Thursday, October 18, 2012

What I Learned at ITEC

I just got back from the annual ITEC conference where tech directors, teachers, and some admins get together to learn more about technology in education. It was a wonderful conference held at the Iowa Events Center in Des Moines with over 1200 attendees. What I learned:
  1. Focus on the student and the learning outcomes and not the technology. Once you know what your learning goals are, then you can think technology -- And, start with what you have!
  2. If you haven't tried Evernote, you should. It's a great place to store your thoughts. Better yet, I learned I can buy a Moleskine notebook, get three months of Evernote premium free, put a special sticker on each page of the notebook, take a picture of my handwritten notes, and they will go to Evernote to the right folder based on the sticker. For someone who loves to write things by hand sometimes, this is fantastic! My handwriting is my art. The best thing about Evernote, in my opinion, are the search and features.
  3. iPads, although created for consumption and personal ownership, can be coerced into doing some pretty amazing, creative things. I'm still not sure they are worth the expense with the short period of time before they are obsolete and need to be upgraded, but boy, teachers have found ways to use them effectively. Jamie Fath has some great info.
  4. I may just be ready to move to virtualized servers. I've been reluctant to add the complexity, but I learned enough at the conference to realize there are some real benefits to going this direction.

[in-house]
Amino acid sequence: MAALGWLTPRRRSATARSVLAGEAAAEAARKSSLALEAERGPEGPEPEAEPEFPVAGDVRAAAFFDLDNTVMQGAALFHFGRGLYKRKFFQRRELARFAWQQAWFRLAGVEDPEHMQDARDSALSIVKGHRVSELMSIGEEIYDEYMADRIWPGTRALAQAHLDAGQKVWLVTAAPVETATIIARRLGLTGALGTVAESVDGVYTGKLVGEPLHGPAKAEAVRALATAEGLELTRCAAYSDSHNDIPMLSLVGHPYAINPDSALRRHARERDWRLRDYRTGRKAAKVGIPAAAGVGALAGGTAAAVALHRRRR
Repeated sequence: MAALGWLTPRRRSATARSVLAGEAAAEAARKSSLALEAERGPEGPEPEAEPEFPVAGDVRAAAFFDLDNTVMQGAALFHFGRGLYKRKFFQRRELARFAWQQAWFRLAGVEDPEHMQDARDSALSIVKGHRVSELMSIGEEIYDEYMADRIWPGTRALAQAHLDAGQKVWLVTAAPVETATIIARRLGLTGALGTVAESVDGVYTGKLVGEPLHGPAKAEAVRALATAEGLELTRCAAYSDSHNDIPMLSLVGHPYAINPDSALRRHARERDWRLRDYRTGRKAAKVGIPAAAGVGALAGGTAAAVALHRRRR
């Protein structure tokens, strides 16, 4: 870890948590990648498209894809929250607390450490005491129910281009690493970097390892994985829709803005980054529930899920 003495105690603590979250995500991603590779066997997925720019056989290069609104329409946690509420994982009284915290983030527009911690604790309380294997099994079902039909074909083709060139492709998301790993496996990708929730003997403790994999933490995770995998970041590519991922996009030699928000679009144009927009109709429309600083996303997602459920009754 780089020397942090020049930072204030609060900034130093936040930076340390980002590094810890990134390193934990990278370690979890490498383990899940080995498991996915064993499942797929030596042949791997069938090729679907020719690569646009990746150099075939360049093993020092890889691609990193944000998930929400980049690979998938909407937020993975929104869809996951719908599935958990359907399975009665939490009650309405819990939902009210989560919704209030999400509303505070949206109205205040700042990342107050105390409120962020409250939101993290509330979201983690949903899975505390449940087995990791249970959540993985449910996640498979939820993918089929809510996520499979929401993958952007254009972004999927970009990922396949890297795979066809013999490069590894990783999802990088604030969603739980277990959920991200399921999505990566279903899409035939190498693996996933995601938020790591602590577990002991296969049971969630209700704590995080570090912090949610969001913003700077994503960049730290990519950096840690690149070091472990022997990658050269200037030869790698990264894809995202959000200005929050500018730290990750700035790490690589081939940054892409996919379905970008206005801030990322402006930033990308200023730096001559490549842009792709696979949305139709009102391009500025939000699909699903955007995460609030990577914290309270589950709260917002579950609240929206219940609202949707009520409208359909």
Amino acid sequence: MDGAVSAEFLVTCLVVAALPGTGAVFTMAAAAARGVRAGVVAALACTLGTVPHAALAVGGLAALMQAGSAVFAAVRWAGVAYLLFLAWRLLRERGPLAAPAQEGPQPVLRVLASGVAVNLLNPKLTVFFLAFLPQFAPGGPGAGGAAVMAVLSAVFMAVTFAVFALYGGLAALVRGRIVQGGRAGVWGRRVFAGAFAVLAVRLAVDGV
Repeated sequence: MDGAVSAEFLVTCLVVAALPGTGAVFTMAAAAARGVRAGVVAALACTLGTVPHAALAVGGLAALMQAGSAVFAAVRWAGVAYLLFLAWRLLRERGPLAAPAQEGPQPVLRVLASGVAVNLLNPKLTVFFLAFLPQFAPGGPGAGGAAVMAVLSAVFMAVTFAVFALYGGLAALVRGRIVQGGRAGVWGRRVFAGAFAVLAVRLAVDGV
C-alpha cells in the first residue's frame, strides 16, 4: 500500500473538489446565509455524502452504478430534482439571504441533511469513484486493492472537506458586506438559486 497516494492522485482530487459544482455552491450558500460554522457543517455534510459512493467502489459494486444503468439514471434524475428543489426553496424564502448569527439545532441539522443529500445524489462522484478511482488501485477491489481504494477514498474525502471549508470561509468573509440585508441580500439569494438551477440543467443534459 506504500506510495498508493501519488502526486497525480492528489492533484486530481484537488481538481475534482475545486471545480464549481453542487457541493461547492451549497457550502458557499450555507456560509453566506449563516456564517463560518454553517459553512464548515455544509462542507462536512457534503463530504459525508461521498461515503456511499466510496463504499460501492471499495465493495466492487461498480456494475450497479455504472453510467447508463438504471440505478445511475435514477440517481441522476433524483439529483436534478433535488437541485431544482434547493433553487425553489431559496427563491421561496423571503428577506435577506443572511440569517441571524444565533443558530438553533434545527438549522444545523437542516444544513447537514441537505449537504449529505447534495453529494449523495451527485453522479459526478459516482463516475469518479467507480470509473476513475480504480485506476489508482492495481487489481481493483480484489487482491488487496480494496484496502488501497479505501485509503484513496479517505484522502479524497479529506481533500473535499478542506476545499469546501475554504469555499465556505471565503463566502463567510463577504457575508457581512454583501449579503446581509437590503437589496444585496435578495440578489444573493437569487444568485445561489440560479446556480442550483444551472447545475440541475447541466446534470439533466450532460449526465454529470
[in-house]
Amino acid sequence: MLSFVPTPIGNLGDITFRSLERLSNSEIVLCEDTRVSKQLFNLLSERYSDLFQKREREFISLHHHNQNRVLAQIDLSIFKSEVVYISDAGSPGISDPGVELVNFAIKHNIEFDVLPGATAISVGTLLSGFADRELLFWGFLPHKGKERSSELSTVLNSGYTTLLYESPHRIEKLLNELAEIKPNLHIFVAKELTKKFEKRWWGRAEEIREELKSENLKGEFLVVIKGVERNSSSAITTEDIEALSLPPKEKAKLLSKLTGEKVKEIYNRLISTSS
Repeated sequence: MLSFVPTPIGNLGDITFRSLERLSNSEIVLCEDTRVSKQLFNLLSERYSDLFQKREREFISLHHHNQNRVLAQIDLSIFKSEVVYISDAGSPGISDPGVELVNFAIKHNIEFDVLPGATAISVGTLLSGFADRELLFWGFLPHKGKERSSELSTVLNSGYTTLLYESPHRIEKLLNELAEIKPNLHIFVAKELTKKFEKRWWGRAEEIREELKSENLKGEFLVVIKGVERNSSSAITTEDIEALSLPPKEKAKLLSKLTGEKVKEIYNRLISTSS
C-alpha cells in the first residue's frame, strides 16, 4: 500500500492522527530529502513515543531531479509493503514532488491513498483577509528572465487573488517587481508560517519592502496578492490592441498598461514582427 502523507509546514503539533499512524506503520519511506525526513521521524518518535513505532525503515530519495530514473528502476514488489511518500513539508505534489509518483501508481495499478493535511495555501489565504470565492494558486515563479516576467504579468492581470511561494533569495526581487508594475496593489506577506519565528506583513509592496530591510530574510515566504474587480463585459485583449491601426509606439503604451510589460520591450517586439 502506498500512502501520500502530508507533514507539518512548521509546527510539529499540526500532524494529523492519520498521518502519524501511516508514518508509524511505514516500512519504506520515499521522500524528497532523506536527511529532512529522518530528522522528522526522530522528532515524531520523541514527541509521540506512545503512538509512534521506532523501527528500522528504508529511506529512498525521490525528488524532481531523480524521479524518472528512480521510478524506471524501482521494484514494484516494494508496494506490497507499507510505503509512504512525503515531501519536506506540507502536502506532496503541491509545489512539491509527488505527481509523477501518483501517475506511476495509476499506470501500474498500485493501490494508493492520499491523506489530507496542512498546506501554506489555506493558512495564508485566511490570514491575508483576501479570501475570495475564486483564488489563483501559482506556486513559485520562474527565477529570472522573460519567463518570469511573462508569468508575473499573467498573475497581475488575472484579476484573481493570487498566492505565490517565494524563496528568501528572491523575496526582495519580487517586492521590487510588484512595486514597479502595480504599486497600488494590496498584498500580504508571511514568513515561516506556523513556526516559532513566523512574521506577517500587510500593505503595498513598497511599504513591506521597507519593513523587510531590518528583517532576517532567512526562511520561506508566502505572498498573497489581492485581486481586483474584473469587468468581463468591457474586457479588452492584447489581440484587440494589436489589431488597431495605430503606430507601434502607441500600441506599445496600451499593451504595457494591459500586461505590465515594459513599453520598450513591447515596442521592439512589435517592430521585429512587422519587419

5. You don't need a classroom full of technology to be effective. You can have a few things and do great technology integration by sharing. Follow @mrnidey on Twitter. He's a third grade teacher who has truly transformed his classroom.
  6. If you aren't using your interactive whiteboard as more than a screen for your projector or a worksheet substitute, you are missing some great educational opportunities for your students. Try making your whiteboard one of your Student Centers and give your students the reins.
  7. Offer your kids authentic choices, and they will fly. Let them collaborate outside the school walls.
  8. Using primary sources will bring history to life. Seriously, I think I would have loved history had my teachers gone about it this way.
And that's just the beginning. It was a wonderful time to network, collaborate, and try new things. If we just keep the focus on the students and the learning as we are in our school district and quit obsessing about the technologies, we will be able to improve education astronomically. Like I've said over and over in this blog - Huge Internet pipe, robust wireless, and mobile Internet connected devices in as many students' hands as possible. Add to that the teacher who loves to learn, learns new things regularly, and models that love of learning to the students, and kids will fly.

Wednesday, October 17, 2012


We had an electrical wire torn out in an accident today and have been reminded how dependent we are on electricity. First, we lost Internet and switches. Then the Internet came back for awhile. Oops, Internet and fiber gone again. Then with the battery backups running down, I've shut off servers. No email. No grade book. Sometimes you might as well go home . . . . Unless you're the Tech Director and need to make sure it's all back online once the power returns. Thank goodness for my phone while I wait!